I find trail running to be a deep meditation as well. To run the trail requires ultimate focus and presence, each footfall and each breath are critical and precise. Distraction is dangerous on the trail.  Death no longer a distant and denied presence, but striding right there alongside the pumping thrill of life. There is nowhere else to be, nothing to do but take a next step, the next breath, no one to be. Here on the trail there is no identity, no responsibility, no status.  I find myself in awe, humbled, in a deep reconnection to earth and sky, animals and plants, water and wind. I feel deeply that I am not separate from these things, none of us are. To imagine that we stand apart from this sacred temple of the earth is a grand delusion. If meditation is a path to self realization that strips away illusion and shines the light of consciousness on truth then trail running serves that purpose for me (this is a personal statement and most certainly is not every one's experience).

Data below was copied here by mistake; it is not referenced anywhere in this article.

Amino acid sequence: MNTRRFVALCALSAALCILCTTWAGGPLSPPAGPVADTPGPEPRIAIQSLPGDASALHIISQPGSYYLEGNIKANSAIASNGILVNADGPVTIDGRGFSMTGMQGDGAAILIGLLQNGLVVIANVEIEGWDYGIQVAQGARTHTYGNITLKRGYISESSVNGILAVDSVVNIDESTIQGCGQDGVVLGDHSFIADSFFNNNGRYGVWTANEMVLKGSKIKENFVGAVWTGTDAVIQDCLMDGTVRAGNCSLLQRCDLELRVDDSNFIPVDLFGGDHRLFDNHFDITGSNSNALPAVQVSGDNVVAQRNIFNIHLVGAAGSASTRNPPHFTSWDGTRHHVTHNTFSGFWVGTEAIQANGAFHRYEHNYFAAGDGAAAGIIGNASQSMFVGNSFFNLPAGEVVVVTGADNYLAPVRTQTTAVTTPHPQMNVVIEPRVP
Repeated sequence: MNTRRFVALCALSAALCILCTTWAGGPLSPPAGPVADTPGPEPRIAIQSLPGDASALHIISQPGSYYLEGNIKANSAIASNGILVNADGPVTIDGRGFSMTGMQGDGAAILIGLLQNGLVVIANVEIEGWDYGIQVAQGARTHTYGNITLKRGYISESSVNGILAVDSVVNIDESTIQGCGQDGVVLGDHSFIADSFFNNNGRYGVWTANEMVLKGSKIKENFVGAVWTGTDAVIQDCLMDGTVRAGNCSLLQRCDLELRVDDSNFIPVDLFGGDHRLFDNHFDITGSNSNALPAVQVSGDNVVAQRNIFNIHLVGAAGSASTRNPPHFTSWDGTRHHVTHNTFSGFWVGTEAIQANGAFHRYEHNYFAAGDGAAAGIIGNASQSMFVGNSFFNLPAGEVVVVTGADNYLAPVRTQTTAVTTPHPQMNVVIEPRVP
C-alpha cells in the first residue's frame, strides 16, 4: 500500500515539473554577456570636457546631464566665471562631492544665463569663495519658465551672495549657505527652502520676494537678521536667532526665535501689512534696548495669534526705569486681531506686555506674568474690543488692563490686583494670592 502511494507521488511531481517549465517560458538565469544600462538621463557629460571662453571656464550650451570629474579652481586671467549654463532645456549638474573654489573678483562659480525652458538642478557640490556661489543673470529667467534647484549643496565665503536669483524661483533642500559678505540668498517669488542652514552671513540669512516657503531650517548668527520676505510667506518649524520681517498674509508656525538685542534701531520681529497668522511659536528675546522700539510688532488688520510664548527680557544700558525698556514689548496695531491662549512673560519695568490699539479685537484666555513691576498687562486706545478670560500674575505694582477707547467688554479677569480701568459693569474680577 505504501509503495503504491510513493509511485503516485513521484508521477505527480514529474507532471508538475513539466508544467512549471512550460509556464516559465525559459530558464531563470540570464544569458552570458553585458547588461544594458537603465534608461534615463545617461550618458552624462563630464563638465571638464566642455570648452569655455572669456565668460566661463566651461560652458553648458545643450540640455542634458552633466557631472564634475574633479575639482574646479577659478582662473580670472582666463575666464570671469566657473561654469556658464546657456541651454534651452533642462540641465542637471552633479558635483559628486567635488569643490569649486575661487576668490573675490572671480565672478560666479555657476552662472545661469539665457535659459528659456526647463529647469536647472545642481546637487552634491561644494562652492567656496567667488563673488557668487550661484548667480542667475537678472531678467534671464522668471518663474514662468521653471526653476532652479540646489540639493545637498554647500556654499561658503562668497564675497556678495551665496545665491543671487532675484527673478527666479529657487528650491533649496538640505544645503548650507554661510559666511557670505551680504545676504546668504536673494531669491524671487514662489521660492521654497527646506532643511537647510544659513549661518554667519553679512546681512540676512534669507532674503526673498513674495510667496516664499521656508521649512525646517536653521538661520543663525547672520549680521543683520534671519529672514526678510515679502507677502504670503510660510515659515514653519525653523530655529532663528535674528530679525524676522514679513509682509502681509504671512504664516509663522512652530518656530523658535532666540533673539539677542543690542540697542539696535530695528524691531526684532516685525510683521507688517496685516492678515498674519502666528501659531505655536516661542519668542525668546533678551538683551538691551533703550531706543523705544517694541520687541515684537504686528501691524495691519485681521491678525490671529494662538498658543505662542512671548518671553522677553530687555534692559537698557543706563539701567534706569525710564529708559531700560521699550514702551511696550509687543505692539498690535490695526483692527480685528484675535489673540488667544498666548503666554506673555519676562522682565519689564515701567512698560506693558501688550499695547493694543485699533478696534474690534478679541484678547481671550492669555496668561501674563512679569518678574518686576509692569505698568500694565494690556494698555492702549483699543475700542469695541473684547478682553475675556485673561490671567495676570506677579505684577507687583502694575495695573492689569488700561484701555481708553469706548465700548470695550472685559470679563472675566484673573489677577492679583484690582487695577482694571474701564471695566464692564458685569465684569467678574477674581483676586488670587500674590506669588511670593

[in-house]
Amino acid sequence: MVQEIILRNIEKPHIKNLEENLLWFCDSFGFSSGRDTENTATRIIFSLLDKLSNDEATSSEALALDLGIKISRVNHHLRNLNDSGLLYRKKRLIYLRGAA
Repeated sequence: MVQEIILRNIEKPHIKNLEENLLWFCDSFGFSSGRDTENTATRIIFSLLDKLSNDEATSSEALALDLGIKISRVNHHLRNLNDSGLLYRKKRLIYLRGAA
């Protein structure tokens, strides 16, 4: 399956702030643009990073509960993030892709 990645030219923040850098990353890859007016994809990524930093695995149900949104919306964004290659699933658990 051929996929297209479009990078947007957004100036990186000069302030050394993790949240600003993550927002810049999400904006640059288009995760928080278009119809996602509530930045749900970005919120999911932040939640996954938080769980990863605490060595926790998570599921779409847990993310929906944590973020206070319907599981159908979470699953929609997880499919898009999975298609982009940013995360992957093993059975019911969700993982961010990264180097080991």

I finished that day empty and yet full, blistered and raw physically and energetically but also empowered and bursting with deep joy and gratitude for all that dance with dirt had gifted me. Courage and humility, endurance and presence, seeing beauty in all, in everything, and to feel connected to people and land, one with the trees and the very dirt, a harmony and wholeness only possible when one learns to relish all experience and to savor even the moments of struggle and exhaustion. I came away with a greater respect, appreciation and understanding of myself. Dancing with dirt I unearthed yet another layer of me, and the dance goes on.

I intend to dance with dirt many more times.            

Wednesday, July 11, 2012

Anticipation Is Interesting

  I am getting ready to leave on a weekend trip to see my family and run a crazy trail marathon with my brother. My brain is almost living in two dimensions. One is of the here and now making the necessary preparations, but another part is already living in tomorrow and especially Saturday, race day. My mind is already trying to experience camping, waking early, getting to the start, and blast off (ok just to pump me up we will call it blast off ). I can almost feel the run, the sweat, the waves of exhilaration and fatigue, my body pre-sensing, it is palpable. Anticipation. Funny how the anticipation of the event can be like an alternate reality of future leaking into present, intense and sensual. I don't understand quantum physics but maybe this is an experience of the fluidity or illusion of time.